September 26, 2017

Since the 2008 financial crisis, equity markets around the globe have recovered impressively and are hitting new records. What has not recovered in the past decade however, was the trust of the private investor in his banker and investment advisor.

An important purpose of the vast set of new rules known as MiFID II is to restore this trust, root out conflict of interest and strengthen the protection for the non-professional investors. In a nutshell, the investment service industry must act honestly, fairly and professional according to the new set of rules.

An important topic we will discuss here as a part of the theme Investor Protection is the ban on inducements. More specifically, the “unbundling” of investment research and the order execution.

Consider the following example: you are building your new “dream” house and you become aware that the summer holiday of your architect was partly paid for by your contractor. Quite likely, a difficult discussion with your architect will follow and whether his services will be prolonged is doubtful.

In the Netherlands a complete ban on inducements for the banks, portfolio managers and investment advisors servicing the private investor was introduced in 2014. With MiFID II this inducement ban was extended to investment banks and portfolio managers servicing professional investors such as pension funds. “They must not accept and retain fees, commissions and any monetary or non-monetary benefits paid or provided by any third party.” Only for certain specific services and under special conditions inducements are allowed for brokers and investment banks servicing the institutional investor.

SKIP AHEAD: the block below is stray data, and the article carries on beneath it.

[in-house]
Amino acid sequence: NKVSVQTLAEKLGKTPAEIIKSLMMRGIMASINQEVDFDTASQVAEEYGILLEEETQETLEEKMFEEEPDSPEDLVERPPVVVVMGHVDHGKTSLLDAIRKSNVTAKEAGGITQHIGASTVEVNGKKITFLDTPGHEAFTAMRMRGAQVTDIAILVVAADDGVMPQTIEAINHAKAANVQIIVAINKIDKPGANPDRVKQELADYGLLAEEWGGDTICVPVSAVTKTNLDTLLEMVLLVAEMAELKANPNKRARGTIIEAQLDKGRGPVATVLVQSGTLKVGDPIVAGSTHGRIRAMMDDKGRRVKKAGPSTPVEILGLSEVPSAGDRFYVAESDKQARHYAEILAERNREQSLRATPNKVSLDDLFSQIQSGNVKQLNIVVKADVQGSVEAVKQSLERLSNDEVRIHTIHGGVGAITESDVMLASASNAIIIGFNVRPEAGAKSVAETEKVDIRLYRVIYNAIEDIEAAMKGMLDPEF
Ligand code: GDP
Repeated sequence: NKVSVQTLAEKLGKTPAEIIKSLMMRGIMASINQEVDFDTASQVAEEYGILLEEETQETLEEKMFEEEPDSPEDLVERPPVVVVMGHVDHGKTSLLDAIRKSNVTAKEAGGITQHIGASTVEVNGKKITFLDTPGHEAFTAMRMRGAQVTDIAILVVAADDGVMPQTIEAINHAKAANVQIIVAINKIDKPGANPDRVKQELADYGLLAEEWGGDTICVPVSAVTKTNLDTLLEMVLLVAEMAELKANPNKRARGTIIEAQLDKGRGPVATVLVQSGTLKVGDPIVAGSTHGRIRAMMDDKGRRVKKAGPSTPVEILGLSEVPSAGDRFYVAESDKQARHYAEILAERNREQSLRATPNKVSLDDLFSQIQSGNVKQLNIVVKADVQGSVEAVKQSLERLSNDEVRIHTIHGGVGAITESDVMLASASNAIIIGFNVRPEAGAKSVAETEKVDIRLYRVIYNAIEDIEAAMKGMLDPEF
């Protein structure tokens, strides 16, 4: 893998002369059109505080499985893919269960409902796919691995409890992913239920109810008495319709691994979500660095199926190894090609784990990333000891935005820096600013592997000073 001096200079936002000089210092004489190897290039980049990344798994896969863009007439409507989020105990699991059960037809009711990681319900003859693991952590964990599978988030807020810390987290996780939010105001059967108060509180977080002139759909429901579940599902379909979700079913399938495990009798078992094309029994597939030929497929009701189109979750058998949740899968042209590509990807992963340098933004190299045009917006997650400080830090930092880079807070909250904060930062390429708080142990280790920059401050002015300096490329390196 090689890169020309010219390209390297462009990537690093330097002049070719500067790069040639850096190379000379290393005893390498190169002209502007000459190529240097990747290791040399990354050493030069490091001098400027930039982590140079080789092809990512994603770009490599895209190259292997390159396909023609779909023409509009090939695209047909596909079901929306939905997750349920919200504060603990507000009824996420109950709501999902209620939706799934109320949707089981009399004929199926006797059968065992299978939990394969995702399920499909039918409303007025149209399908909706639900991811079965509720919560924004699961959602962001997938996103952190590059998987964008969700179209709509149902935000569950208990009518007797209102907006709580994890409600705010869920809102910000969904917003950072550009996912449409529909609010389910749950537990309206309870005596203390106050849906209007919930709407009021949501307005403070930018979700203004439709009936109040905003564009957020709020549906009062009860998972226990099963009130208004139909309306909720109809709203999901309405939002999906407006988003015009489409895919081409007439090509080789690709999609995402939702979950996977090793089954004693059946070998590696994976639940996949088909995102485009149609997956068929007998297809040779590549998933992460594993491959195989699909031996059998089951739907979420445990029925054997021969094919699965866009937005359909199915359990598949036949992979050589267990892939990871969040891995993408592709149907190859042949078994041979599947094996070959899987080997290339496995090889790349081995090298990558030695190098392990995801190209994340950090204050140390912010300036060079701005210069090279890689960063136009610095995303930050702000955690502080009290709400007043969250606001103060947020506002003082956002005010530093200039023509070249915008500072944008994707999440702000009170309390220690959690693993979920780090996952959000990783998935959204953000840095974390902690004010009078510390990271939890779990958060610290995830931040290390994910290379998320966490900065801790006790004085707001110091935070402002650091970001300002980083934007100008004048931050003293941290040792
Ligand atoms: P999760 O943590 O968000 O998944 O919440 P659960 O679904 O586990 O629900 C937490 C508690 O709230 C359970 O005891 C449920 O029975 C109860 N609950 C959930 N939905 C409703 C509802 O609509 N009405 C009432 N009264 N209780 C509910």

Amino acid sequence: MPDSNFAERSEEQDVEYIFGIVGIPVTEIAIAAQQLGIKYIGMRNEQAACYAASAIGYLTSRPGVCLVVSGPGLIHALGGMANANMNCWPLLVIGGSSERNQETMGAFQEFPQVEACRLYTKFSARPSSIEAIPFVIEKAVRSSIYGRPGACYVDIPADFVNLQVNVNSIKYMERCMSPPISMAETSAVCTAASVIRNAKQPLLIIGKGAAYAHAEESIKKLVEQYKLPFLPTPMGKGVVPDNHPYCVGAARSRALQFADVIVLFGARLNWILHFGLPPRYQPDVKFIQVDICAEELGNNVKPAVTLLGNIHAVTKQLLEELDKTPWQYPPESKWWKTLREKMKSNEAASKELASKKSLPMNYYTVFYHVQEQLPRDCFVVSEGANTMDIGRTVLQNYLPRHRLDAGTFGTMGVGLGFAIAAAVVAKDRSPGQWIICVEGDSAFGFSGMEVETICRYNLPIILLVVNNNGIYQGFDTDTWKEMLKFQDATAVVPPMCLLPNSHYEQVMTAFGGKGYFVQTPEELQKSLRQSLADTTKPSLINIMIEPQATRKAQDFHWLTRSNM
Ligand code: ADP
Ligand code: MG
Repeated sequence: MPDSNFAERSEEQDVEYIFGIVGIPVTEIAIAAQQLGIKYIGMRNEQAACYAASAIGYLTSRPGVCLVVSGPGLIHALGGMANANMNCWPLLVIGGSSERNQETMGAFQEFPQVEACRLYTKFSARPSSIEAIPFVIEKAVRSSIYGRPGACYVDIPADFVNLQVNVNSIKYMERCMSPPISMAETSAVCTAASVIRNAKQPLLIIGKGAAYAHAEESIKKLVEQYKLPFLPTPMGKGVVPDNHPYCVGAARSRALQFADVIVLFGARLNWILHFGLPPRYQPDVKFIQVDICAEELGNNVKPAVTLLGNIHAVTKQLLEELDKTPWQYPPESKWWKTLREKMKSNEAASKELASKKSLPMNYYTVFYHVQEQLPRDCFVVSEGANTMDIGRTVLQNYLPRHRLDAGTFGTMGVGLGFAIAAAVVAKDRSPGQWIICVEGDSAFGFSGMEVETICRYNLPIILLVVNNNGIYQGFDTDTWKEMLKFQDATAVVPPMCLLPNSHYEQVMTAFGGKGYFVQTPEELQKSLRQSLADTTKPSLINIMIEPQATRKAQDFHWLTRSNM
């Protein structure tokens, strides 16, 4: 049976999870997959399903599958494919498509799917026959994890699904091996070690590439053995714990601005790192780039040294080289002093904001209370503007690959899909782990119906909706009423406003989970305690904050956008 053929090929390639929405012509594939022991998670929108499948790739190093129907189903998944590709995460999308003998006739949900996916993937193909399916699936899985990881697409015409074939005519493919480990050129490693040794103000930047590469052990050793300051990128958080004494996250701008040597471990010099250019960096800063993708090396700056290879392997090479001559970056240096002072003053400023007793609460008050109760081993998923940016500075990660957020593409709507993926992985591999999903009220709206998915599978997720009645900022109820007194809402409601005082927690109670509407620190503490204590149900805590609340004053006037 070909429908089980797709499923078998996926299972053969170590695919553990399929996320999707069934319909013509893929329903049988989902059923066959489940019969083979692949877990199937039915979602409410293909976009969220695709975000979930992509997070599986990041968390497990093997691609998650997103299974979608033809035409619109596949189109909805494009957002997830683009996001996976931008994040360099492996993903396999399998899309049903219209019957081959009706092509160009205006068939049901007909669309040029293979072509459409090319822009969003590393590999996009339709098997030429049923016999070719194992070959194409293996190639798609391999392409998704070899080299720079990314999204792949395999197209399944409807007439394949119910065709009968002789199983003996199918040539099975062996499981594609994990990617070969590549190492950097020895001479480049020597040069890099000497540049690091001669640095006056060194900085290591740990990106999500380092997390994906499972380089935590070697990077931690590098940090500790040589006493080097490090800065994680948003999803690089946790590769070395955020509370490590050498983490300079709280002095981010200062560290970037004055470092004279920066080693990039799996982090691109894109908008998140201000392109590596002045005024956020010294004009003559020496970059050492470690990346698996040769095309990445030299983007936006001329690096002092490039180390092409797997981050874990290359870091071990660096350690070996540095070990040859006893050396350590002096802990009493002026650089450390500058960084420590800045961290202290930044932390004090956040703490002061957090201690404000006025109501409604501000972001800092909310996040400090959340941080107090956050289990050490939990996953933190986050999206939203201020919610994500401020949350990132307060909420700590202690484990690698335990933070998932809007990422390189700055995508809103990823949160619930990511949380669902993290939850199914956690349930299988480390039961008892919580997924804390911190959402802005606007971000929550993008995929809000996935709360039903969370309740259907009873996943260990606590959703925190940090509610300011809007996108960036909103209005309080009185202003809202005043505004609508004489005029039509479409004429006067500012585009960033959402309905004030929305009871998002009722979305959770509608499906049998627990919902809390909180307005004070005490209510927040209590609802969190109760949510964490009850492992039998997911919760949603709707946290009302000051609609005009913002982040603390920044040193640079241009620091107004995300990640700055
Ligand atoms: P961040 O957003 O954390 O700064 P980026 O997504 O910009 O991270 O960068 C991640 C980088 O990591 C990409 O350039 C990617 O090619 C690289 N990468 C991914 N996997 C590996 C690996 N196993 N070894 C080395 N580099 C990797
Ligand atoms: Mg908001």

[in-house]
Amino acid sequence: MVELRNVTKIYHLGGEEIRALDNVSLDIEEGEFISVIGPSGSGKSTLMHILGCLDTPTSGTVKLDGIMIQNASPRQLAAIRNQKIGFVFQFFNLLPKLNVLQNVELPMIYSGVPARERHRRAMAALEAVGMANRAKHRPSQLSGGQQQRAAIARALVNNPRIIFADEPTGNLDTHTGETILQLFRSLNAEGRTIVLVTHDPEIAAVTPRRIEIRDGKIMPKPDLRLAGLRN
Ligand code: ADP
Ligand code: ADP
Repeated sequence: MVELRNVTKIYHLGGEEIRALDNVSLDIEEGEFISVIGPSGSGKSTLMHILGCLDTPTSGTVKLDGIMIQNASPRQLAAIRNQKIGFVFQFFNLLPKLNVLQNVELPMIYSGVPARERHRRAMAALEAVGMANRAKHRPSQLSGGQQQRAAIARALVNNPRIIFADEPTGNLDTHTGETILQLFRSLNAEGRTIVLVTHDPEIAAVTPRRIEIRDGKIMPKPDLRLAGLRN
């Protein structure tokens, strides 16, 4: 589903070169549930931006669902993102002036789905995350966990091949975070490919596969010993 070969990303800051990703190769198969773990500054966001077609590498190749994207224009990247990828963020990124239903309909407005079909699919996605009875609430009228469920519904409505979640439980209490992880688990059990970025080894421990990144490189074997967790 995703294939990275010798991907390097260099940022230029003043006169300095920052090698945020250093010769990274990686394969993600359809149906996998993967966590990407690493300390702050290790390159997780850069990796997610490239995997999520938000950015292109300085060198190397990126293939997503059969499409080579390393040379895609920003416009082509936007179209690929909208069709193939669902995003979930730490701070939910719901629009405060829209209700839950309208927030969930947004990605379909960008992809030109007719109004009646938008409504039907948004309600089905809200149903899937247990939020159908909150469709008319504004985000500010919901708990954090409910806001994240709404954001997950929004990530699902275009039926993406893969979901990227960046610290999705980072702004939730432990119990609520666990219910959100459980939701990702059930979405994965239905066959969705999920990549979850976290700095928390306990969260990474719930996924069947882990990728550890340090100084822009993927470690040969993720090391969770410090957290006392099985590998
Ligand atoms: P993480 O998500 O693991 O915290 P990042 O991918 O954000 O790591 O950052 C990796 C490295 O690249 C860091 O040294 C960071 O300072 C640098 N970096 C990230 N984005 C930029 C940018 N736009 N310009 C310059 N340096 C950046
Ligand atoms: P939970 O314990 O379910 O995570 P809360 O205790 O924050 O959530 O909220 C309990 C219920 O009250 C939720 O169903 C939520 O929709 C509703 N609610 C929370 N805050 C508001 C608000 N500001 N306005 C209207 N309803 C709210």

The new market rules consider the traditional free research provided by brokers and banks as inducement, which means that starting in 2018 their clients, the money managers must pay for the company research they receive.

It is currently unclear what the definition is of “research”. Is using publicly available research considered an inducement? If so, when is research considered publicly available? Is research provided by Bloomberg public information? These are interesting topics which we will be addressing in our next i-KYC Trend Letter.

The EU legislator considers good execution of a trade as a different service to providing a company research report. So far, the cost of the investment banks for the team of analysts and the research they produced was funded by the commission income from the execution of the trades. The rationale is that with the unbundling of the cost covering research and the trade execution, transparency for the client will improve.

The business models of investment research industry will be significantly affected by these reforms. In future, asset managers will fund the external research from their own P&L. Whilst this may prevent conflict of interest, it is likely that they will be choosier about the expensive research they buy. This is good news for the independent research firms, but what about the private investor? MiFID II also requires investment firms to demonstrate that they get the best price for their clients when they execute a trade. The obligation to pay separately for your research could lead to more transparency and competition, which could drive down the commission fee and trading spreads. Good news for investors that the trading costs will be reduced with 0,2% but personally I would prefer to pay 0,4% more to receive quality research that will improve the performance of my portfolio. Something to think about.

September 2017

Pieter Hoogeveen